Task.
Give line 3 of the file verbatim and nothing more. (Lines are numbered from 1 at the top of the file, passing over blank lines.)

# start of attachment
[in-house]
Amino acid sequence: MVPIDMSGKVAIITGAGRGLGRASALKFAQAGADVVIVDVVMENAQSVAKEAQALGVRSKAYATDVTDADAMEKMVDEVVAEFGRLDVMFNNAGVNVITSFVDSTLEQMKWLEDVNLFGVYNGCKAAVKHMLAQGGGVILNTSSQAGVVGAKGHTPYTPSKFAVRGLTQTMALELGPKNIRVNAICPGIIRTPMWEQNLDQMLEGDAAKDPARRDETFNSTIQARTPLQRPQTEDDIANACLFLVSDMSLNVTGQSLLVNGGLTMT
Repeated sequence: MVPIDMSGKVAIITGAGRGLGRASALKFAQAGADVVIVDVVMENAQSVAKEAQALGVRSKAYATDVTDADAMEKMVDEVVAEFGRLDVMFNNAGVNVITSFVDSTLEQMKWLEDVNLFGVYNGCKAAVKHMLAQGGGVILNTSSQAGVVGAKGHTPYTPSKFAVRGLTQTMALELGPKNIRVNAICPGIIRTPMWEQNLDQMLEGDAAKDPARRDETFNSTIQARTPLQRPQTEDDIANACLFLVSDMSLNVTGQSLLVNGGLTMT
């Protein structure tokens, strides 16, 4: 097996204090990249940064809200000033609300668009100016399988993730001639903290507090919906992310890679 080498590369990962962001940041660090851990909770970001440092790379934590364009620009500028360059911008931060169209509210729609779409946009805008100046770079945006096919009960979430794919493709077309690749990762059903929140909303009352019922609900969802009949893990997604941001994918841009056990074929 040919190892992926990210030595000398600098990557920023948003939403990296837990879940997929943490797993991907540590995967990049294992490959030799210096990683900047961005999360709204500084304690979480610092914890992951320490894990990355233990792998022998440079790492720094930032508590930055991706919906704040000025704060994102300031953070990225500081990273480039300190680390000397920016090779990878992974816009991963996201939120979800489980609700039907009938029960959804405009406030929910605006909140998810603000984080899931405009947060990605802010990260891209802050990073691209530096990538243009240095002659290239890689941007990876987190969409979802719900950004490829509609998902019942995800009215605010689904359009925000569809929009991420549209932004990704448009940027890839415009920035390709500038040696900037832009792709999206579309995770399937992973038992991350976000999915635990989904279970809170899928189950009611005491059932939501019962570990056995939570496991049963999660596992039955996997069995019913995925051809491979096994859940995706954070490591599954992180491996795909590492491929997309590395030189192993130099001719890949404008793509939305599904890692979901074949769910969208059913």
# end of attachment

Repeated sequence: MVPIDMSGKVAIITGAGRGLGRASALKFAQAGADVVIVDVVMENAQSVAKEAQALGVRSKAYATDVTDADAMEKMVDEVVAEFGRLDVMFNNAGVNVITSFVDSTLEQMKWLEDVNLFGVYNGCKAAVKHMLAQGGGVILNTSSQAGVVGAKGHTPYTPSKFAVRGLTQTMALELGPKNIRVNAICPGIIRTPMWEQNLDQMLEGDAAKDPARRDETFNSTIQARTPLQRPQTEDDIANACLFLVSDMSLNVTGQSLLVNGGLTMT